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While the glass walls provided a great view, they weren't very well insulated, making this a cold hut. I only own a "summer" sleeping bag,unable to justify buying a second winter bag (I have spent many a night sleeping on tiny wind-swept islands in the Baltic sea off the coast of Sweden with that sleeping bag without even a therma-rest between me and my cold stone bed). In an effort to use what existing resources I have, I brought along one of those thin silver sleeping pads to place inside my sleeping bag like a pocket. It was light-weight, it was free, and it worked well - I have never been so warm on sub-zero nights with that sleeping bag. Unfortunately it does not breathe well and I awoke to find myself in a puddle of my own condensation. Still, I was warm and thankful - specially when we awoke to find our water frozen. (The photo above shows Tomoe warming her hands on a nalgene full of fresh-brewed coffee).


Day two was supposed to be a short hike, ending at a hut nearby the 1527m (5,022ft) Mt. Mitoh. The short distance allowed us to linger in the hut and have a leisurely breakfast, watching the sunrise over Tokyo trough the picture window. We did not get on trail until past 9:00, and took our time hiking despite worries that the emergency hut we planned to stay at would be filled as today was the first day of the new-year vacation and most people have the day off. I wassurprised however to reach the hut just before sun-set and find it empty. How can it be that in a city the size of Tokyo, not even one other person would take advantage of their day off to watch the sun-set from a mountain hut - this time with a brilliant view of Mt. Fuji?

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Aside from various views of Fuji, each one closer and better than that before, the actual trail did not seem out of the ordinary. yet, for some reason, I was getting high. It is a feeling that I have had a few times before. Similar to a "runner's high", I suppose, in that I cease to feel any soreness and I feet like I can walk forever, but it is more than that. It also opens my eyes to everything around me. I begin to notice things in ways that I usually miss - sights, smells, the freezing wind on my face. I am struck with the urge to scream and whoop and holler (something that annoys Tomoe sometimes). I can't stop without literally feeling sick from the excitement and realization of where I am.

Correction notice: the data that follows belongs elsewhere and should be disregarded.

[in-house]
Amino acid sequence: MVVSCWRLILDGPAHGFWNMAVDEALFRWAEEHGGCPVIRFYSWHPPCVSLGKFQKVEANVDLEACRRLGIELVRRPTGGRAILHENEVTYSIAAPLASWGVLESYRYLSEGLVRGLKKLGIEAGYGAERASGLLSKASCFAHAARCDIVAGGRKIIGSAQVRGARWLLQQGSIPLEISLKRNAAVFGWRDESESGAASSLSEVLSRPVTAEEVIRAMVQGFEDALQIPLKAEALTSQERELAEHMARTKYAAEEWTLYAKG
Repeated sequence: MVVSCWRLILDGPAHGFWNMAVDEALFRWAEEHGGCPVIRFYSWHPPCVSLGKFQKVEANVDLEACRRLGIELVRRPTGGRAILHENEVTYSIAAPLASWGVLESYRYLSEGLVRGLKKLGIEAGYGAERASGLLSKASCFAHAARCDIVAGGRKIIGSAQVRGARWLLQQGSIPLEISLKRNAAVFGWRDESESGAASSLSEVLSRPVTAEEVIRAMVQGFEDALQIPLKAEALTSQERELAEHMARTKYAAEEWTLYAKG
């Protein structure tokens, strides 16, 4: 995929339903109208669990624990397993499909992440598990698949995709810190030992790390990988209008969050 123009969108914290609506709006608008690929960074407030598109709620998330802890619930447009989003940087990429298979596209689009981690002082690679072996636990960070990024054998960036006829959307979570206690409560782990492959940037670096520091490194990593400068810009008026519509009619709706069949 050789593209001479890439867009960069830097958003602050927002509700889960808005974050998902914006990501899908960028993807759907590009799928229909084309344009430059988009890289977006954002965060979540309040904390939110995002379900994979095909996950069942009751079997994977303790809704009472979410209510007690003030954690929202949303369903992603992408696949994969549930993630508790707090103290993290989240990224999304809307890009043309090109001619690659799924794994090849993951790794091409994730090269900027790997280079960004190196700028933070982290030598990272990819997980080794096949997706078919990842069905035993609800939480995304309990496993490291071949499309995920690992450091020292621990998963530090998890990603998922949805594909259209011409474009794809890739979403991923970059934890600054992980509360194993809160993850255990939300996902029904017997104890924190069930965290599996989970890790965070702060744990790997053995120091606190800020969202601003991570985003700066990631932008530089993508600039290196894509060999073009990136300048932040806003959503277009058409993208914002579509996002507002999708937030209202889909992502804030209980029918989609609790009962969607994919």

This feeling followed me for two days. Tomoe, though enjoying the hike, did not appear to have the enthusiasm that I did. It reminded me of an amazing six-day hike in the Pasayten wilderness of northern Washington where I had the same feeling, but one of my companions was having a terrible time. The only thing that kept her going, according to her, was knowing that she would never have to do it again. While she was suffering from 12 hour days with several thousand feet of elevation gain and loss, I was suffering from the knowledge that she, and others in thegroup, were not feeling the amazingness that I was. It sucks to be high alone.

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Anyway, day two ended at an empty hut with a perfect view of Mt. Fuji in the sunset. If only I had brought my heavy tri-pod... After making a water run to a nearby stream, we set up camp inside the hut. This time we set up the tent (which I carry "just in case" we can't make it to a hut) inside the hut to help trap ourbody heat. While we awoke to another frozen water bottle (kept outside the tent), inside the tent it was 7 degrees at 4am - a considerable difference. From now on we use the tent even in the huts.

Fuji From Sasa One (ridge)

Day three was equally as awesome as day two, if not more. We set out in the dark hoping to make it to a nearby peak to watch the first rays of sun striking Fuji.Unfortunately , we arrived too early and the sun was too slow. We got tired (and cold) of waiting so decided to move on. Luckily, the ridge we were walking had fabulous views of Fuji for the entire morning. When the sun did finally peek over the horizon, we were conveniently located at one of many Fuji viewing areas - complete with bench.

Shotou Yama, Guntouri Shrine Oku-no-inShotou Yama, Guntouri Shrine Oku-no-inDSC_1024.jpg

While we didn't make it to our planned end-point (opting to stop at Uenohara instead of Sugamiko), we were thankful for the opportunity to be dumbstruck by the beautiful and steep final section of trail from Mikoku Toge down to the temple and waterfall in the photo above.